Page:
Dear Paula Patton, Robin May Be Lost Without U

But take it from someone who's been down this road before, U R better off without someone so Thicke in the head.
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I was 22 and very much in love. But the guy I was in love with was in love with me—and another woman. And he was boomeranging between her, a gorgeous, aspiring model in New York City, and me, a short, bookish creative-writing graduate student in the Midwest engaged to someone else (who wasn’t particularly a nice guy, but that’s another story). The guy I was in love with was in school with me, and I couldn’t believe he was picking me over her—I didn’t yet have self-esteem—so despite my misgivings over how out of control it all felt, I broke off my engagement to my fiancé. And he broke things off with his model girlfriend.

Now it was just the two of us, seeing each other.  

Or that’s how it was supposed to go—until I discovered he’d spent New Year’s Eve with her. I was in another city visiting an old roommate; he was on a road trip to see his friends. But she was apparently among the friends he was seeing, and he’d “forgotten” to tell me. They’d started seeing each other again—unbeknownst to me.

In hindsight I shouldn’t have been surprised. What’s that saying? A leopard doesn’t change his spots. But wasn’t I a leopard, too? Yes, I didn’t sleep with him until I’d broken it off with my fiancé, but there was a gray area there somewhere, and I stood right in the middle of it. When I finally severed our connection—he told me he couldn’t make a choice between her and me, so I told him I’d make his choice for him—I felt unburdened. Heartbroken, yes. Calmer, too. Finally, a chance to be alone. No fiancé with anger-management problems. No philandering boyfriend. Just me. Hello, Jhoanna, nice to meet you.

And then the phone calls came. 

“I just wanted to let you know I was thinking of you.” The message on the answering machine was plaintive. He sounded deflated, exhausted. I called him back.

“Don’t do it,” my roommate warned. I started dialing.

“Are you still with her?” I asked. He sighed. Yes, he was, but he was sick to his stomach from missing me. He couldn’t sleep. I hung up the phone. I was exhausted, too. We had made the mistake of signing up for the same classes in the new semester, so I couldn’t exactly avoid him. I was seeing him twice a week.

He looked like shit. Bags under his eyes, shirt untucked, a five-o’-clock shadow on his face. Usually one to move discussions in a thoughtful direction—and I thought this before we were even involved—he hardly had much to say. Sometimes, I caught him staring. When our eyes met he’d give me a nod, a tentative smile. I tried not to respond. His loss, I’d say, even if I didn’t believe it. He wrote me a letter on two pages of yellow loose leaf, line after line a declaration of love and regret, the stuff of movies. I can’t stop thinking about you, he scrawled. It felt like he meant it.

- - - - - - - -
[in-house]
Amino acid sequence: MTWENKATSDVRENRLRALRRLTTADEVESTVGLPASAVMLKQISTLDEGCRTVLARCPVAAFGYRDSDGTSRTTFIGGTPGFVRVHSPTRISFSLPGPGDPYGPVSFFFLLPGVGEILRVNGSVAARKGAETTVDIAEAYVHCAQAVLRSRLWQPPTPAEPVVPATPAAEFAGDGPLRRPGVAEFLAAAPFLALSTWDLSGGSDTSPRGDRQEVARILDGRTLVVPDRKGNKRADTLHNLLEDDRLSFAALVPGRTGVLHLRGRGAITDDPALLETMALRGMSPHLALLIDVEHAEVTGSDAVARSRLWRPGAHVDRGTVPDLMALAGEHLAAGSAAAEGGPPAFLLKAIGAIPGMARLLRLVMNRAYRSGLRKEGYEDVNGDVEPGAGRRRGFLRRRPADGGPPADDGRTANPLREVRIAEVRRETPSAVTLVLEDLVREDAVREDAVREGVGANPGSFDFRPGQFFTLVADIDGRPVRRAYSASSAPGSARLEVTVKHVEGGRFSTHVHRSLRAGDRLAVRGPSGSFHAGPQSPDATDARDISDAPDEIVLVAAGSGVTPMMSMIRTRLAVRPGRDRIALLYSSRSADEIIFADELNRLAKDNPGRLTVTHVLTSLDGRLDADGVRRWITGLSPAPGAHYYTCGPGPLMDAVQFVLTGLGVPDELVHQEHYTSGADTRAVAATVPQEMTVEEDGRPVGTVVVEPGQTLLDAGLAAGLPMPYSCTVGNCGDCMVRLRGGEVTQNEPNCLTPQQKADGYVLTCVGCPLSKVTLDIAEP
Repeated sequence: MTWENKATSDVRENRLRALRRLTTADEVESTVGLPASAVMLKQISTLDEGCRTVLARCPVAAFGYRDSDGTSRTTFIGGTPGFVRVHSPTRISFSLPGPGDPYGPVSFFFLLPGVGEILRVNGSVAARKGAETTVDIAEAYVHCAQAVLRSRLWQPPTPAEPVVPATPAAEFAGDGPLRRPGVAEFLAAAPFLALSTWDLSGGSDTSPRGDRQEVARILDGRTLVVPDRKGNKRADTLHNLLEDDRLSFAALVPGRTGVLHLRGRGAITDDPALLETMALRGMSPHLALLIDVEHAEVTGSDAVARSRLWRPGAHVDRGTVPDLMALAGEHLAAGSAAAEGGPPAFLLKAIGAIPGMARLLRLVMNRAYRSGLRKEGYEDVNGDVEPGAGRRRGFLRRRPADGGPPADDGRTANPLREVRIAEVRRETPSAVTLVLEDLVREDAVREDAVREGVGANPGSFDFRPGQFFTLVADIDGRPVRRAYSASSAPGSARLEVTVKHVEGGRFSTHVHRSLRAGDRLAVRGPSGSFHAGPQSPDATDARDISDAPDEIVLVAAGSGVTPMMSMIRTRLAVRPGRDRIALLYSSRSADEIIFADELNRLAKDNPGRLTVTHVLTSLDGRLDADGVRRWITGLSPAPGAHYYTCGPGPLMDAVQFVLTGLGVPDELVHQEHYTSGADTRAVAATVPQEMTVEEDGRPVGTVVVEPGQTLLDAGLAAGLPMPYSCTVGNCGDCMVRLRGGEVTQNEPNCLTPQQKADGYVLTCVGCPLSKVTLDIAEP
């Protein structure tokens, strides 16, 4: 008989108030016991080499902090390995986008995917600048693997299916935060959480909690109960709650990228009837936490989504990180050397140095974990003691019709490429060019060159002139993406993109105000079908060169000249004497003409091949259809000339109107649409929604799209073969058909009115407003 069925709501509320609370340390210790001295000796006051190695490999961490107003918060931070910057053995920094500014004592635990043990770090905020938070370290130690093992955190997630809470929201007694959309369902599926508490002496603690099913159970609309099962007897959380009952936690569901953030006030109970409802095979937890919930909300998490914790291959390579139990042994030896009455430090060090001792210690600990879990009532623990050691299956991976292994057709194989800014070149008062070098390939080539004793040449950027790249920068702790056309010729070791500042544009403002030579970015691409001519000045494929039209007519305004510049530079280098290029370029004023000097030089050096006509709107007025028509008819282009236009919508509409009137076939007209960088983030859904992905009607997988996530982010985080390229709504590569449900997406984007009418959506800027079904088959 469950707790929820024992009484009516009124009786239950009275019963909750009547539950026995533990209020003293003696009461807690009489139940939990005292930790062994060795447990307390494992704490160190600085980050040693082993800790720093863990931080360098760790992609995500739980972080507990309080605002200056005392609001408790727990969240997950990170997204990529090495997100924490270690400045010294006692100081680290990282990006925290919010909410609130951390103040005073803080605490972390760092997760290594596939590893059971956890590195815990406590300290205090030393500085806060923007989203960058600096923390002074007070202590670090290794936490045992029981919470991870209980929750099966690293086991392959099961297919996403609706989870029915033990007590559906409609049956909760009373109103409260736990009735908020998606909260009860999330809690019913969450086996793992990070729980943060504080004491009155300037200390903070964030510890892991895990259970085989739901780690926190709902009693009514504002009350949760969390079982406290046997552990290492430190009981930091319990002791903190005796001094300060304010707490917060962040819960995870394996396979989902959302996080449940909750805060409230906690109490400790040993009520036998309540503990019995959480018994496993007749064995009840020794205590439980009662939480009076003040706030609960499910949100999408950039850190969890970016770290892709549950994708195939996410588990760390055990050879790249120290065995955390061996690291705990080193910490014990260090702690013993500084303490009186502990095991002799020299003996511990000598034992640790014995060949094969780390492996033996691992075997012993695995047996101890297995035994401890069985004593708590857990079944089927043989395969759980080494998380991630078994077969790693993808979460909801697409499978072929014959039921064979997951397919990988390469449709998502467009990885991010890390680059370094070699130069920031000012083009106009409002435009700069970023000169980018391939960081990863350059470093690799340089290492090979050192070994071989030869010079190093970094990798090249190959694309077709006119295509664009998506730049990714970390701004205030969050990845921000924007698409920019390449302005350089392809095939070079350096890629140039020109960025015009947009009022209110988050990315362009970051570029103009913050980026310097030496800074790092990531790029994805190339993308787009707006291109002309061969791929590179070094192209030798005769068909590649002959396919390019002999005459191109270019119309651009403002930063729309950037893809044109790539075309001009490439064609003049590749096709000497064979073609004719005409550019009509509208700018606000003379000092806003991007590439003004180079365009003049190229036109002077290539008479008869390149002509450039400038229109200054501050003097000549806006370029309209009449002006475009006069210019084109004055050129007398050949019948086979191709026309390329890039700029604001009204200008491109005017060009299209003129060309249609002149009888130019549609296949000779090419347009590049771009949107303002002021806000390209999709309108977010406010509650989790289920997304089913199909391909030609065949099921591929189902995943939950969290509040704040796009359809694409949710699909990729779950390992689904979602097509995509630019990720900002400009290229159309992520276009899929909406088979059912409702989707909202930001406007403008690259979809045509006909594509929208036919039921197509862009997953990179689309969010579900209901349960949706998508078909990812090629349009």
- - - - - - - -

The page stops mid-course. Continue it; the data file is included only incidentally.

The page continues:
I was touched. Wow, he is really hurting so much. And also this: Wow, he must love me so much. Because that’s the way I thought back then. The level of post-breakup pain has a direct correlation to how much you’re loved.

Cue the Twitter-verse:

C’mon Paula. Take him back already.

Get her back boo! #Getherback

Man. This made me cry. I pray they can work it out. #fixitjesus #GodRestores #robinthicke #getherback

After listening to @robinthicke new single #GetHerBack, I’m rooting for him to win Paula Patton back!

So is @robinthicke’s whole new album really about @PaulaPattonXO??? If so, you doin’ the right thing son...#GetHerBack!!!!!!!!!!!!! ^_^

As you may have heard, pop singer Robin Thicke’s trying to get his wife, actress Paula Patton, back. (Or, rather, #GetHerBack ). He lost her sometime early this year—not that she was “his” to lose in the first place—somewhere between the misogynistic video he filmed for “Blurred Lines,” that frustratingly catchy date-rapey hit song he recorded that turned him from an R&B crooner known for being madly in love with the woman he met in high school to the suited louche posing for a pic with his hand on the backside of a blonde woman who’s very much not his wife—the wife he met in high school.

Perhaps that photo did get to her. Or perhaps she got sick of the posturing. When asked about the controversy over “Blurred Lines” in Elle magazine, her husband said this with a straight face: “People say, ‘Hey, do you think this is degrading to women?’ I’m like, ‘Of course it is. What a pleasure it is to degrade a woman. I’ve never gotten to do that before. I’ve always respected women’.” He also told The Independent that he wrote the song for Paula because, “She’s my good girl. And I know she wants it because we’ve been together for 20 years.” How romantic.